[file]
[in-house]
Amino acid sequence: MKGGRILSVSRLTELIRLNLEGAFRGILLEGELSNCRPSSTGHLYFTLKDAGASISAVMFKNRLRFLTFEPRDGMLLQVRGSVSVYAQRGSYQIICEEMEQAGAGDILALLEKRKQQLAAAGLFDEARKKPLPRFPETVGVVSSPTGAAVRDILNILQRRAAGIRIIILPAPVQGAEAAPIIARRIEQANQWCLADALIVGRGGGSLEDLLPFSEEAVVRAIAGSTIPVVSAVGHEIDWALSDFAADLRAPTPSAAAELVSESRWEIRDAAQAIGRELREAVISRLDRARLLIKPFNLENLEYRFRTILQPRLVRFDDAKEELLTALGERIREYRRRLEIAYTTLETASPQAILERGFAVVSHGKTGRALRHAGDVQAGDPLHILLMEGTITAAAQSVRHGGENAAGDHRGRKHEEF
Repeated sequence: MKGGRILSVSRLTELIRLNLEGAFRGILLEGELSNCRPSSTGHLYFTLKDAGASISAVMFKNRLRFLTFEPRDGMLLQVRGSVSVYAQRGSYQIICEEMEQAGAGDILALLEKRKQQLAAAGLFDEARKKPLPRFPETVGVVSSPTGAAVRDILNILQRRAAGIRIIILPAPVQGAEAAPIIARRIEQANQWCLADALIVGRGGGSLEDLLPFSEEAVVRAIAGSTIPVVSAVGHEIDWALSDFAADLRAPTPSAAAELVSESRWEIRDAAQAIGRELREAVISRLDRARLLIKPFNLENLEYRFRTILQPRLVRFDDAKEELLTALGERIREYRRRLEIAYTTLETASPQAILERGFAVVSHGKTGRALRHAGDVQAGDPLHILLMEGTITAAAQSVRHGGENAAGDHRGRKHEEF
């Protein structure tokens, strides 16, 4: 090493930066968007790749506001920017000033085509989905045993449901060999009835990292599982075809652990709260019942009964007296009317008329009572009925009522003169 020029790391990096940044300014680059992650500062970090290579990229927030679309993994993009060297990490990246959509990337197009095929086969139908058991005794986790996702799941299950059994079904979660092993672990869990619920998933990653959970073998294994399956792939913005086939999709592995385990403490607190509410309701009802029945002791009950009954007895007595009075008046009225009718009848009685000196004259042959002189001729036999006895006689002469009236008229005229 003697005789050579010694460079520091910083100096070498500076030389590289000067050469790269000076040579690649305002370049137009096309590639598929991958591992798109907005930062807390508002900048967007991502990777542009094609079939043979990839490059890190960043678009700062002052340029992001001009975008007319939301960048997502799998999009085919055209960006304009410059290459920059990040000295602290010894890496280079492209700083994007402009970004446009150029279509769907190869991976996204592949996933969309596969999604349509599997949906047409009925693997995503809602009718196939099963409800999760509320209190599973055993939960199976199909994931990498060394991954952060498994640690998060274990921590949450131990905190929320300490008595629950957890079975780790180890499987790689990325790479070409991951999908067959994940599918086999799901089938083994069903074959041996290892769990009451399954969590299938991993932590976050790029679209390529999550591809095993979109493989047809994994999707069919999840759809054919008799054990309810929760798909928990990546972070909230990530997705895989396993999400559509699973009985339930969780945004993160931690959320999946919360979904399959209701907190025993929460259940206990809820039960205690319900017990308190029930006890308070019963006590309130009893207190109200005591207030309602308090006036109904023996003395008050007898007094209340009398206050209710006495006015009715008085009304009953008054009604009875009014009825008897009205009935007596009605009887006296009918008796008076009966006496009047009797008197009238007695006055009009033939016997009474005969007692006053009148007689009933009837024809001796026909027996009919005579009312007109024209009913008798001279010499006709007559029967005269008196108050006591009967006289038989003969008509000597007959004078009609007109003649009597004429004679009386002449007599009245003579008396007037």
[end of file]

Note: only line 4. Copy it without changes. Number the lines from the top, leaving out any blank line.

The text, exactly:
């Protein structure tokens, strides 16, 4: 090493930066968007790749506001920017000033085509989905045993449901060999009835990292599982075809652990709260019942009964007296009317008329009572009925009522003169 020029790391990096940044300014680059992650500062970090290579990229927030679309993994993009060297990490990246959509990337197009095929086969139908058991005794986790996702799941299950059994079904979660092993672990869990619920998933990653959970073998294994399956792939913005086939999709592995385990403490607190509410309701009802029945002791009950009954007895007595009075008046009225009718009848009685000196004259042959002189001729036999006895006689002469009236008229005229 003697005789050579010694460079520091910083100096070498500076030389590289000067050469790269000076040579690649305002370049137009096309590639598929991958591992798109907005930062807390508002900048967007991502990777542009094609079939043979990839490059890190960043678009700062002052340029992001001009975008007319939301960048997502799998999009085919055209960006304009410059290459920059990040000295602290010894890496280079492209700083994007402009970004446009150029279509769907190869991976996204592949996933969309596969999604349509599997949906047409009925693997995503809602009718196939099963409800999760509320209190599973055993939960199976199909994931990498060394991954952060498994640690998060274990921590949450131990905190929320300490008595629950957890079975780790180890499987790689990325790479070409991951999908067959994940599918086999799901089938083994069903074959041996290892769990009451399954969590299938991993932590976050790029679209390529999550591809095993979109493989047809994994999707069919999840759809054919008799054990309810929760798909928990990546972070909230990530997705895989396993999400559509699973009985339930969780945004993160931690959320999946919360979904399959209701907190025993929460259940206990809820039960205690319900017990308190029930006890308070019963006590309130009893207190109200005591207030309602308090006036109904023996003395008050007898007094209340009398206050209710006495006015009715008085009304009953008054009604009875009014009825008897009205009935007596009605009887006296009918008796008076009966006496009047009797008197009238007695006055009009033939016997009474005969007692006053009148007689009933009837024809001796026909027996009919005579009312007109024209009913008798001279010499006709007559029967005269008196108050006591009967006289038989003969008509000597007959004078009609007109003649009597004429004679009386002449007599009245003579008396007037």